TRVL 300: QUEER SAN FRANCISCO
Dr. Sumi Colligan
Cost: $2,250 (subject to change)
Actual travel dates: March 11-18, 2017
Dr. Sumi Colligan is an anthropologist who also has a Masters in Public Health. Her courses often incorporate queer content and she is currently co-advisor to the Queer Student Union. She grew up in San Francisco, spending her formative years there, and has a passion for the city.
Course Summary and Background
As this is a three-credit course, the class will meet weekly throughout the semester. The course analyzes queer San Francisco through the lenses of anthropology, history, queer studies, sociology, and urban studies. It examines ways in which constructs of gender, race, nation, sexuality, and body fitness have contributed to the development and transformation of queer spaces and identities in the city. It identifies how the AIDS epidemic of the 1980s galvanized grassroots community responses. It explores contemporary queer identities, subcultures, and activism. It evaluates the implications of queer San Francisco’s transition to a tourist site.
San Francisco provides a fascinating site to study queer spaces and subcultures due to its unique and colorful past. California’s history of goldmining and San Francisco’s history as a military and port city and an immigrant haven, as well as a site of once famed (or infamous) vaudeville entertainment, bar cultures, and homophile organizations, all contributed to an urban environment in which people have experimented with new selves and gender and sexual variant expressions.
The Compton Cafeteria riots of 1966, involving transgender resistance to police harassment, took place before Stonewall. The Castro District became an important magnet for the migration of gay men in the 1970s. Harvey Milk, a gay San Francisco politician and migrant to the Castro was assassinated while in office in 1978. Since surviving the AIDS crisis of the 1980s, the LGBTQ communities in the San Francisco Bay Area have continued to diversify. Along with this trend, however, recent years have given rise to many LGBTQ members being displaced due to gentrification, the expansion of Silicon Valley high-tech industry into the city, and the skyrocketing cost of living. San Francisco’s attraction of tourists to queer spaces is, nonetheless, ongoing, even as these spaces become more commodified and commercialized.
At the end of the semester, students will be able to:
- Draw upon and apply interdisciplinary perspectives to make sense of urban queer spaces;
- Evaluate ways in which intersecting constructs, statuses, and identities (based on gender, race, nation, sexuality, and disability) influence historical shifts in urban make-up and sensibilities, the emergence and evolution of neighborhoods and cultural spaces, and diverse forms of activism;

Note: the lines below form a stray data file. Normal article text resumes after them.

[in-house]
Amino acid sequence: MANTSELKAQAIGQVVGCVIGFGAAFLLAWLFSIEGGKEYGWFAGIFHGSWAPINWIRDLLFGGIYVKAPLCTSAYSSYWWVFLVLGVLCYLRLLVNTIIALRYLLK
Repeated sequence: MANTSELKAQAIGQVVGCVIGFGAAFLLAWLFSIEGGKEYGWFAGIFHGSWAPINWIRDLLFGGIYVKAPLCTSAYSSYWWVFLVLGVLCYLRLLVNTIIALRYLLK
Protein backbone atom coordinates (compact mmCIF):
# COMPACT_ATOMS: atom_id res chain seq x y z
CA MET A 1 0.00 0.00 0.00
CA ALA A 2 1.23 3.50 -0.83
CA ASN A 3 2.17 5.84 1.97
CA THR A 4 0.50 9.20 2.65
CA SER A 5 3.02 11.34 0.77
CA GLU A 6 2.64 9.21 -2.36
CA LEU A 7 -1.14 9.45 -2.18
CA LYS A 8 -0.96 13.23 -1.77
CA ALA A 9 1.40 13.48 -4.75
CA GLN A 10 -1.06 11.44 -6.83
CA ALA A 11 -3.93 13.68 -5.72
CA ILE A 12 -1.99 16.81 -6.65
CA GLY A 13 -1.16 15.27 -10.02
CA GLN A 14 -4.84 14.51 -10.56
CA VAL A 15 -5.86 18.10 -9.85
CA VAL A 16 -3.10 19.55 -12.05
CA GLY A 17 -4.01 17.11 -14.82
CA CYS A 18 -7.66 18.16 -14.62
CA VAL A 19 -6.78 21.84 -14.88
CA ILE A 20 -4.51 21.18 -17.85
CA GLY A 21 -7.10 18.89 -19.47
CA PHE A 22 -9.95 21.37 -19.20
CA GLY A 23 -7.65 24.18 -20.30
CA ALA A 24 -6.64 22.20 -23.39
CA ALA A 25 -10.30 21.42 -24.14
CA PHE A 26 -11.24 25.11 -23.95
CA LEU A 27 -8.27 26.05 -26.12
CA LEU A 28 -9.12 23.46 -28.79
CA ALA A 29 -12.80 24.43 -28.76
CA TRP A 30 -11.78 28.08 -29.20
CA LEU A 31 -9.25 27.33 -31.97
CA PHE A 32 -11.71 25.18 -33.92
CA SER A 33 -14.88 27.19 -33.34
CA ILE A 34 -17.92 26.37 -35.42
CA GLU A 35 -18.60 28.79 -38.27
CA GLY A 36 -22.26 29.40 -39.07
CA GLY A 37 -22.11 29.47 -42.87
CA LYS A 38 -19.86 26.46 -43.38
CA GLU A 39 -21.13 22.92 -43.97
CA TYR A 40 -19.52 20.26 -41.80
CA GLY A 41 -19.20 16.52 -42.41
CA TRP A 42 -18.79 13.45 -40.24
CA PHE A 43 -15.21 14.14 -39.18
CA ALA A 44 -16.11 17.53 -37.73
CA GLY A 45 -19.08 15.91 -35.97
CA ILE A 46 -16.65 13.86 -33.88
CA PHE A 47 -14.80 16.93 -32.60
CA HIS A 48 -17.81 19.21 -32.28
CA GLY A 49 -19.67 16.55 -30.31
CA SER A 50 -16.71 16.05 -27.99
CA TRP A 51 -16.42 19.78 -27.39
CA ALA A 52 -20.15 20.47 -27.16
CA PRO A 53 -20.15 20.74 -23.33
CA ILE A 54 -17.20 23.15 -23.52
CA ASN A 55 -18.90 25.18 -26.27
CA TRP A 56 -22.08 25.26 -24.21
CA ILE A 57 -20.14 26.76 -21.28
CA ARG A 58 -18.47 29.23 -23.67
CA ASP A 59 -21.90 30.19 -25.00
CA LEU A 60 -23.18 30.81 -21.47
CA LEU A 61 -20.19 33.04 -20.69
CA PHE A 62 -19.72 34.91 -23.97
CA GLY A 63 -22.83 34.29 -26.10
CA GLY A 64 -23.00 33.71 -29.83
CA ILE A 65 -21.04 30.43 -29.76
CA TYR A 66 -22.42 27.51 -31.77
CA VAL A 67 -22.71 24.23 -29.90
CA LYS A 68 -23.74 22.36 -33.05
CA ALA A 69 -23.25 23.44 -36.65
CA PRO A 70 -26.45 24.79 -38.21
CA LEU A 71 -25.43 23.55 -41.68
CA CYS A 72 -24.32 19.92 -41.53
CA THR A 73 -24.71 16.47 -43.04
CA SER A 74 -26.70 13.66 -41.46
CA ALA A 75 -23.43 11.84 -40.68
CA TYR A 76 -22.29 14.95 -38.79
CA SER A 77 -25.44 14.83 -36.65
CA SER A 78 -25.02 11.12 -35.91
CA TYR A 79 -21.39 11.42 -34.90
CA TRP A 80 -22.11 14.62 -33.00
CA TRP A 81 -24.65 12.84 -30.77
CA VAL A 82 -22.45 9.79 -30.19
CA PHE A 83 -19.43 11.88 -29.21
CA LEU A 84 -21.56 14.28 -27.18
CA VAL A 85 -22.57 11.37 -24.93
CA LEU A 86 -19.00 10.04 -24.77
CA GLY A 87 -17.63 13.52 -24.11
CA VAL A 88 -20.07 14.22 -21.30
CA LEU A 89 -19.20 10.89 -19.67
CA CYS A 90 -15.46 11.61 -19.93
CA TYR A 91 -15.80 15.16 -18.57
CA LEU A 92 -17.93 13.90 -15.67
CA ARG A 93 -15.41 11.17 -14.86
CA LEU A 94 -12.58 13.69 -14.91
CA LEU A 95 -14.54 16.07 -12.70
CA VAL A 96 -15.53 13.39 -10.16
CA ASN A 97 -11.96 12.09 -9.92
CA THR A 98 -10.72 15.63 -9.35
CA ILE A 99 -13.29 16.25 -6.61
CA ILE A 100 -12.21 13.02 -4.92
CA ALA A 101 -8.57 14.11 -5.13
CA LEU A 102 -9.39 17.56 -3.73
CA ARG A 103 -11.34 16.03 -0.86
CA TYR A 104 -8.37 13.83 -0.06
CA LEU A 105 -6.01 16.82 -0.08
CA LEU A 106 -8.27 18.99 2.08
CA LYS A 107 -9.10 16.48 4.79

- Identify the types of community spaces and organizations that help foster the well-being of queer urban communities and subcultures;
- Assess the politics of representation as queer San Francisco evolves into a tourist site and articulate the broader forces that have contributed to this transformation; and
- Utilize ethnographic methods and library research to capture some aspect of queer urban life.
Grading and Evaluation
Class attendance and attendance at all organized travel events, overall participation and active engagement, completion of required reading, leading a reading discussion, short written assignments, a travel journal, and individual or group projects based on individual interests.
Highlights of Travel Component
- Walking tours of queer or formerly queer neighborhoods
- A visit to the LGBT Museum
- A visit to a hospice that played a key role in the AIDS epidemic
- Visits to community organizations and groups that have played key roles in the lives of LGBTQ residents such as the AIDS Foundation, the Transgender Law Center, and the LYRIC Center for LGBTQ youth
- A facilitated conversation with LGBTQ seniors under the aegis of Open House, an organization that does outreach to this population
- A tour of the James C. Hornell Gay and Lesbian Center archives at the SF Public Library
- A lecture/discussion with a transgender individual who conducts trainings on cultural competency with local health clinics and health workers
- A lecture/discussion with queer disabled activists who have been involved in both the queer and disability right movements
- A free lesson in square dancing from a queer square dancing group
- A performance of “Beach Blanket Babylon” in North Beach, a campy and very San Francisco theatrical event
Payment schedule for $2,250:
October 7 - $300.00 nonrefundable
November 7 - $1,000.00
January 25 - $950.00
The $2,250 covers
- Round-trip airfare from Albany-San Francisco
- Airport transportation
- Seven nights in a motel near the Castro District, two people to a room, private bathroom
- $45 (possibly $50) per day for food
- A 7-day city bus pass and transportation on the subway to Oakland and Berkeley as necessary
- Entrance fees to museums, costs of tour guides, cost of speakers
You are responsible for the cost of food that exceeds the daily allotment, souvenirs, and anything you choose to do outside of organized events and excursions.
See the following link for possible scholarships:Travel Course Scholarship Information
firstname.lastname@example.org or 413-662-5472